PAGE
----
---
title: "ADA1: Class 09, Linear Regression"
author: "Your Name Here"
date: "`r format(Sys.time(), '%B %d, %Y')`"
output:
html_document:
toc: true
---
# Rubric
Answer the questions in this document, compile to html, print to pdf, and submit to UNM Learn.
__Do not__ add this to your "ALL" `.Rmd` document.
## Part 1, simple linear regression intuition-building exercise
(20-25 min)
Use this online app to play with the next challenges.
* Open the Applet: http://www.shodor.org/interactivate/activities/Regression/
* Top left: plot area where you'll click to add points
* Bottom left: "Reset" the plot area
* Top right: select to fit your own line (then also select "Move Your Fit Line" in bottom right), or show the "best fit" line
* Bottom right: Select option to:
* Add Points (then click in plot area to add a point)
* Remove Points (then click on points to remove a point)
* Move Points (then click and drag point to move a point)
* Move Your Fit Line (then click on green anchor points to move the line)
The Applet works well, but you do need to have the correct option selected in the bottom right.
Try not to have too much displayed at the same time.
Reset the plot to clean up between each challenge.
Have fun!
1. __Choose 3 points where the line of best fit is $y = 0 + 1 x$.__
1. Click "Add Points" and click 3 times in the plot area.
2. Click "Display line of best fit" to show the red "best fit" line.
3. Click "Move Points" then move the points in the plot area.
4. Try to get within $\pm 0.05$ of the target intercept of 0 and slope of 1. Note that the app displays the equations slope before the intercept, as in $y = 1 x + 0$.
* When done, deselect "Display line of best fit" and click "Reset".
2. __Fit your own line to 7 points.__
1. Click "Add Points" and click 7 times in the plot area.
2. Click "Fit your own line" to show the green "your own" line.
3. Click "Move Your Fit Line" then use the green circles on the line to move it.
4. Recall that the best line passes through the mean (center) of the data and minimizes the sum of squared error (in the $y$ direction).
5. Click "Display line of best fit" to see how close your line was to the red "best fit" line.
3. Repeat a couple times.
* Another good app for comparing your own line to the best fit: https://www.geogebra.org/m/xC6zq7Zv
* When done, deselect "Fit your own line" and "Display line of best fit" and click "Reset".
3. __Illustrate the concept of leverage.__
* "Leverage" is a measure of how much a point is an outlier (extreme) in
the $x$ direction. It's called leverage because points with high
leverage potentially have a lot of influence on the regression line
slope, pulling it up or down like a lever.
1. Click "Display line of best fit" to show the red "best fit" line.
2. Click "Add Points" and place 9 points in a "cluster" on one side of the plot.
3. Place 1 "solo" point by itself on the other side of the plot.
4. Click "Move Points" then move the "solo" point up and down and notice how the regression line responds.
5. Move one of the "cluster" points up and down and notice how the regression line responds.
* When done, deselect "Display line of best fit" and click "Reset".
4. __Relationship between correlation and slope.__
1. Click "Add Points" and click 7 times in the plot area.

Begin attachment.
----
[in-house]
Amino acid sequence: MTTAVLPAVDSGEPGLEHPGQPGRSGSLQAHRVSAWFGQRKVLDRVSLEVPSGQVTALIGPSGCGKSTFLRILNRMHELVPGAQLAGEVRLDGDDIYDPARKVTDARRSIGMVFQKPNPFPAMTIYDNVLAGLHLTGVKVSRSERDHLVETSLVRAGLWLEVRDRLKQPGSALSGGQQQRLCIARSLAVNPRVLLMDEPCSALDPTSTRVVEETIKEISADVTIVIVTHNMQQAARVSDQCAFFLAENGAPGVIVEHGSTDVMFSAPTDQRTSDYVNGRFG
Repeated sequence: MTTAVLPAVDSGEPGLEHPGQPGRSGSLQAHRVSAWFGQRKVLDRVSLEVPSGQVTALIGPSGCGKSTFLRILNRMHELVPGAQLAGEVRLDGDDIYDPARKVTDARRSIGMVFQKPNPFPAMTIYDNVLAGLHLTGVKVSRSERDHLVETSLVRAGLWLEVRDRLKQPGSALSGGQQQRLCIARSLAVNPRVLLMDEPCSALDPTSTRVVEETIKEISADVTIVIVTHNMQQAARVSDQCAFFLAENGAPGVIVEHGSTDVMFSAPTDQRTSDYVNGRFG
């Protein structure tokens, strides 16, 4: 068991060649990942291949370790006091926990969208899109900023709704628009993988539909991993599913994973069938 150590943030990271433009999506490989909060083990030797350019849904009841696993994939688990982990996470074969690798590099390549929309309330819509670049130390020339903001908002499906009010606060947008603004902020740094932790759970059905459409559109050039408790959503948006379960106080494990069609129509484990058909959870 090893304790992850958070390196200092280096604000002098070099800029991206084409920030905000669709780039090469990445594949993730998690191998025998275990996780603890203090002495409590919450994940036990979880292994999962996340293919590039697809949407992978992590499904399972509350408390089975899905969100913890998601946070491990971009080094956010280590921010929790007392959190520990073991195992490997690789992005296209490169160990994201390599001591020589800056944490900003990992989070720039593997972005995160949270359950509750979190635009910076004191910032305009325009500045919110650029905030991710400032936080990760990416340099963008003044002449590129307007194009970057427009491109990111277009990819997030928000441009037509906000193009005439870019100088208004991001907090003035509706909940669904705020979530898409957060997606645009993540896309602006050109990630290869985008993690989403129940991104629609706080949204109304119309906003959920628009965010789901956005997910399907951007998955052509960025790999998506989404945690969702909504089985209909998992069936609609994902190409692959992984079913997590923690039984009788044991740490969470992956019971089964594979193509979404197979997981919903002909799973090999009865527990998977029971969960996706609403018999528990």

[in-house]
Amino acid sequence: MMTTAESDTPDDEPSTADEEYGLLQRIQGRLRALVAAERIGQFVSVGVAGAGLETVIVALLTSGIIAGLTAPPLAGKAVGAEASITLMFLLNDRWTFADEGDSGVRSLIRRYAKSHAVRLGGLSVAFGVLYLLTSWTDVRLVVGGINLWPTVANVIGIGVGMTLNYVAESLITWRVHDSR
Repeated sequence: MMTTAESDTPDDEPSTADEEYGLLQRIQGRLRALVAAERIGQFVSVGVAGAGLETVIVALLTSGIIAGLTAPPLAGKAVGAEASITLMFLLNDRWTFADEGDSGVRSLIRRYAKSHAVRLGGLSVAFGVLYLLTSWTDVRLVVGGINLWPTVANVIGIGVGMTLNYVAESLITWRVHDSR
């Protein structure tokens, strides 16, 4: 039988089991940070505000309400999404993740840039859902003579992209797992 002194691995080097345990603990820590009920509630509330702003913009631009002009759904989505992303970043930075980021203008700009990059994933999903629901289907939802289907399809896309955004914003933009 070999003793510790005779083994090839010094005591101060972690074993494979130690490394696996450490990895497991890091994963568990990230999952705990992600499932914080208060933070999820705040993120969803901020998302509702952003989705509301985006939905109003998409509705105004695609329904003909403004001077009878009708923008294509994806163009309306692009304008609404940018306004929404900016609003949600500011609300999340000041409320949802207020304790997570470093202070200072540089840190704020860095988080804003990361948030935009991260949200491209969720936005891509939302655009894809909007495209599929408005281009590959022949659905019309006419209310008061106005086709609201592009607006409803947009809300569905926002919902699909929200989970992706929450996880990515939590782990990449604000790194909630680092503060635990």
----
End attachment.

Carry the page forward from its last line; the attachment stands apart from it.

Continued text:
2. Click "Display line of best fit" to show the red "best fit" line.
3. Click "Move Points" then move the points in the plot area.
4. Make both of the conditions true at the same time: (1) $r < 0$ and (2) a best fit line with a positive slope.
## Part 2, interpreting analysis
### Five questions to answer
Refer to the __data and output__ below to answer these questions.
Answer the questions in this document, compile to html, print to pdf, and submit to UNM Learn.
1. (2 p) Write the regression equation, $y = \hat{\beta}_0 + \hat{\beta}_1 x$ by replacing $a$ and $b$ in the equation below with their values.
$y = a + b x$
2. (2 p) Interpret the slope.
3. (2 p) Interpret $R^2$.
4. (2 p) Complete this table of predictions.
Replace the question marks with values. You can use R as a calculator.
`agewks` | `shearpsi`
-- | --
5 | ?
20 | ?
40 | ?
5. (2 p) Predictions: How comfortable do you feel ("good" or "bad") about the model predictions for each of these values, and why?
* `agewks` = 5:
* `agewks` = 20:
* `agewks` = 40:
### Data and output
A rocket motor is manufactured by bonding an igniter propellant and a sustainer
propellant together inside a metal housing. The shear strength of the bond
between the two types of propellant is an important quality characteristic. It
is suspected that shear strength is related to the age in weeks of the batch of
sustainer propellant. Twenty observations on these two characteristics are
given below. The first column is shear strength in psi (`shearpsi`), the second is age of
propellant in weeks (`agewks`).
```{R}
## Save the ADA1_CL_09_Data-RocketPropellant.dat file to your computer
# this file uses spaces as delimiters, so use read.table()
dat_rocket <- read.table("ADA1_CL_09_Data-RocketPropellant.dat", header = TRUE)
str(dat_rocket)
head(dat_rocket)
library(ggplot2)
p <- ggplot(dat_rocket, aes(x = agewks, y = shearpsi))
p <- p + theme_bw()
p <- p + geom_point()
p <- p + geom_smooth(method = lm, se = FALSE, fullrange = TRUE)
p <- p + xlim(0, NA)
print(p)
# fit the simple linear regression model
lm_s_a <- lm(shearpsi ~ agewks, data = dat_rocket)
# use summary() to parameters estimates (slope, intercept) and other summaries
summary(lm_s_a)
```